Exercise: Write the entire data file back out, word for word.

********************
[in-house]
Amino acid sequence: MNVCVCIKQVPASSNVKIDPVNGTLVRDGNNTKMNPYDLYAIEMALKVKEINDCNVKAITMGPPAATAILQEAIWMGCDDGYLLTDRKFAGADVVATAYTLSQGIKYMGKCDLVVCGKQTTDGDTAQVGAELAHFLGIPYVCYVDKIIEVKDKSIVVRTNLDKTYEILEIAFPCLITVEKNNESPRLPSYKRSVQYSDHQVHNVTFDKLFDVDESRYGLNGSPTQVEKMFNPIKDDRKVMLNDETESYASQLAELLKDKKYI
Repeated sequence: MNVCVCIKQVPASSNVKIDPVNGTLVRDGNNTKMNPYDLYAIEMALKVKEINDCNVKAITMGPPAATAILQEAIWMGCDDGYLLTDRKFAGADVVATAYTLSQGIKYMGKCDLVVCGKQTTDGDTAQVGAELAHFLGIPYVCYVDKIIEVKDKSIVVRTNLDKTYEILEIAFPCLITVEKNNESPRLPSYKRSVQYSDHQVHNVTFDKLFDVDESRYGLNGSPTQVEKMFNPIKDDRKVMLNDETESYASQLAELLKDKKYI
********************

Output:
[in-house]
Amino acid sequence: MNVCVCIKQVPASSNVKIDPVNGTLVRDGNNTKMNPYDLYAIEMALKVKEINDCNVKAITMGPPAATAILQEAIWMGCDDGYLLTDRKFAGADVVATAYTLSQGIKYMGKCDLVVCGKQTTDGDTAQVGAELAHFLGIPYVCYVDKIIEVKDKSIVVRTNLDKTYEILEIAFPCLITVEKNNESPRLPSYKRSVQYSDHQVHNVTFDKLFDVDESRYGLNGSPTQVEKMFNPIKDDRKVMLNDETESYASQLAELLKDKKYI
Repeated sequence: MNVCVCIKQVPASSNVKIDPVNGTLVRDGNNTKMNPYDLYAIEMALKVKEINDCNVKAITMGPPAATAILQEAIWMGCDDGYLLTDRKFAGADVVATAYTLSQGIKYMGKCDLVVCGKQTTDGDTAQVGAELAHFLGIPYVCYVDKIIEVKDKSIVVRTNLDKTYEILEIAFPCLITVEKNNESPRLPSYKRSVQYSDHQVHNVTFDKLFDVDESRYGLNGSPTQVEKMFNPIKDDRKVMLNDETESYASQLAELLKDKKYI